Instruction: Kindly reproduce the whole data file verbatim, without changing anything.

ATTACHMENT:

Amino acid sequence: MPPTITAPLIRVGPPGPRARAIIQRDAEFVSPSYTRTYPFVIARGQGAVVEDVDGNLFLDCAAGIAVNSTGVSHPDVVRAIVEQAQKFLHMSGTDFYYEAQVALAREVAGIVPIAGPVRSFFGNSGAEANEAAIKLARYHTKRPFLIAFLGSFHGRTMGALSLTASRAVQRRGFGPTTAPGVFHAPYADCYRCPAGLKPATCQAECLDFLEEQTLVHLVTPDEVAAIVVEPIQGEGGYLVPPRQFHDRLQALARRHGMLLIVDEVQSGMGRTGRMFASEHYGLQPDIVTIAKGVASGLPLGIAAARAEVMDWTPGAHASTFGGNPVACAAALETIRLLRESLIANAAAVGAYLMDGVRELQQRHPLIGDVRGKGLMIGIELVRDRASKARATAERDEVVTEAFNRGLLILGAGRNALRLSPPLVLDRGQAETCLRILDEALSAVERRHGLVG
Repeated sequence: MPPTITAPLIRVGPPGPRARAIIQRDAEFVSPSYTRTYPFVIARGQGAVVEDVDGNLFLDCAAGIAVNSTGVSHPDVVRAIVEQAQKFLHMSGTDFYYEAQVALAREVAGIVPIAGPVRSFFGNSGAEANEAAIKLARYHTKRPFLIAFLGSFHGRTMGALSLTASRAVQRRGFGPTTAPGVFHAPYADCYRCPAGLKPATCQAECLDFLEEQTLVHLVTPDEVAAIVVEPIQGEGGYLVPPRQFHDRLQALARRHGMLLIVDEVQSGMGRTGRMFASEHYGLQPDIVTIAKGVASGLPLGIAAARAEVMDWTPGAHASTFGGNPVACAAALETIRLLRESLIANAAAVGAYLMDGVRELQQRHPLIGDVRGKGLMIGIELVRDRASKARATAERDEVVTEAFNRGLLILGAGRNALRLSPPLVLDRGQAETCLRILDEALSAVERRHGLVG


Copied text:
Amino acid sequence: MPPTITAPLIRVGPPGPRARAIIQRDAEFVSPSYTRTYPFVIARGQGAVVEDVDGNLFLDCAAGIAVNSTGVSHPDVVRAIVEQAQKFLHMSGTDFYYEAQVALAREVAGIVPIAGPVRSFFGNSGAEANEAAIKLARYHTKRPFLIAFLGSFHGRTMGALSLTASRAVQRRGFGPTTAPGVFHAPYADCYRCPAGLKPATCQAECLDFLEEQTLVHLVTPDEVAAIVVEPIQGEGGYLVPPRQFHDRLQALARRHGMLLIVDEVQSGMGRTGRMFASEHYGLQPDIVTIAKGVASGLPLGIAAARAEVMDWTPGAHASTFGGNPVACAAALETIRLLRESLIANAAAVGAYLMDGVRELQQRHPLIGDVRGKGLMIGIELVRDRASKARATAERDEVVTEAFNRGLLILGAGRNALRLSPPLVLDRGQAETCLRILDEALSAVERRHGLVG
Repeated sequence: MPPTITAPLIRVGPPGPRARAIIQRDAEFVSPSYTRTYPFVIARGQGAVVEDVDGNLFLDCAAGIAVNSTGVSHPDVVRAIVEQAQKFLHMSGTDFYYEAQVALAREVAGIVPIAGPVRSFFGNSGAEANEAAIKLARYHTKRPFLIAFLGSFHGRTMGALSLTASRAVQRRGFGPTTAPGVFHAPYADCYRCPAGLKPATCQAECLDFLEEQTLVHLVTPDEVAAIVVEPIQGEGGYLVPPRQFHDRLQALARRHGMLLIVDEVQSGMGRTGRMFASEHYGLQPDIVTIAKGVASGLPLGIAAARAEVMDWTPGAHASTFGGNPVACAAALETIRLLRESLIANAAAVGAYLMDGVRELQQRHPLIGDVRGKGLMIGIELVRDRASKARATAERDEVVTEAFNRGLLILGAGRNALRLSPPLVLDRGQAETCLRILDEALSAVERRHGLVG